The Vatican Pinacoteca is essentially a painting gallery within the Vatican museums. It opened in 1930 and contains the papal collection, with a historic overview of the development of Western painting. 18 rooms hold the Vatican's most precious paintings.


The Pinacoteca is often overlooked. It's in a newer section of the Vatican and rarely covered on standard Vatican tours. It's not in the direction of the signs pointing to the Sistine Chapel either. But it's an essential detour for art lovers.



gilded bronze statue of Hercules in the Round Hall, circa 1st to 3rd century A.D.


Opened in 1932, the Pio-Clementine Museum is the oldest art collection in the Vatican Museums. It houses ancient Greek and Roman sculptures. It's named after the two popes who oversaw its foundation, Clement XIV and Pius VI. You'll stroll through parts of the museum on a standard tour.


I describe the Raphael Rooms, the Borgia Apartments, and the Sistine Chapel below. Unless you're on you own, you'll probably won't see the Raphael Rooms or the Borgia Apartments. They're not on the "short cut" route to the Sistine Chapel, which most tour guides use.


You can also take a virtual tour of sections of the Vatican Museums.



Guide to the Best Art Works in the Vatican Museums


In this culture vulture guide, I identify the top 17 masterpieces to see in the Vatican Museums and tell you exactly where to find them. If you're not just fast tracking the Sistine Chapel and don't want to miss these Vatican masterpieces, read on to study up before your visit.


I've tried not to make my guide too esoteric. But we're speaking of beautiful, groundbreaking works of art. The art history major in me can't help rhapsodizing.



Raphael, Transfiguration, 1520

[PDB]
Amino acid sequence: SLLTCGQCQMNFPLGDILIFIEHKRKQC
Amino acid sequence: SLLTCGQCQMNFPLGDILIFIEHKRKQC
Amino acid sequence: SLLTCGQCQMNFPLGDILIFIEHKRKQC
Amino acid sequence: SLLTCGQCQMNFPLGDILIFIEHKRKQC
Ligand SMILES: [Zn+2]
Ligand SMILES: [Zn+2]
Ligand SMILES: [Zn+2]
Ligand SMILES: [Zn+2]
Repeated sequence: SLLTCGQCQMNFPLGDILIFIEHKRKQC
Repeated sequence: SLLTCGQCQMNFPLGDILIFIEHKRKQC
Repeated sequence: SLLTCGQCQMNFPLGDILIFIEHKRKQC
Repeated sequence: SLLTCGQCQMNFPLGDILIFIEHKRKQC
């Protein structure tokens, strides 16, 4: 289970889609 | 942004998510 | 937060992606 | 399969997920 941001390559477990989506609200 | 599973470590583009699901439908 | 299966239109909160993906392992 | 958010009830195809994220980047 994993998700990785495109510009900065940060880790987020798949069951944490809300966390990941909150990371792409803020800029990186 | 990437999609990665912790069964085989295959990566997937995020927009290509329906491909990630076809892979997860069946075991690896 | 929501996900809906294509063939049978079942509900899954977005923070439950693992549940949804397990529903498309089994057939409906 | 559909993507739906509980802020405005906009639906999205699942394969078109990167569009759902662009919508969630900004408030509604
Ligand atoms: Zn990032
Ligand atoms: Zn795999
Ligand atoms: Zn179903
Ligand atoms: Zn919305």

1. Raphael, Transfiguration, 1520, Pinacoteca Room 8


The beautiful Transfiguration is in Room 8 of the Pinacoteca. It was painted by Raphael, one of the greatest painters of the Renaissance period. Transfiguration was his final painting, before an early death at just 37. Legend holds that he contracted a fever after ... too much sex. The charismatic artist was a bit of a ladies man.


The Transfiguration was commissioned by Cardinal Guilio de Medici, who later became Pope Clement VII. The dramatically lit painting was critically acclaimed, and carried at the head of Raphael's funeral procession to the Pantheon.



detail of the Transfiguration, were Christ appears like the sun


The painting combined two biblical narratives. It tells the story of Christ leading his disciples up a mountain to show them his true form, a being of pure light. It also depicts a miracle -- when Christ exorcized the demons of a young boy suffering from lunacy.


Why is the Transfiguration important? It bridges the period between the high Renaissance and the Baroque. It's notable for its use of chiaroscuro (the effect of contrasted light and shadow), skill in composition, and expressiveness.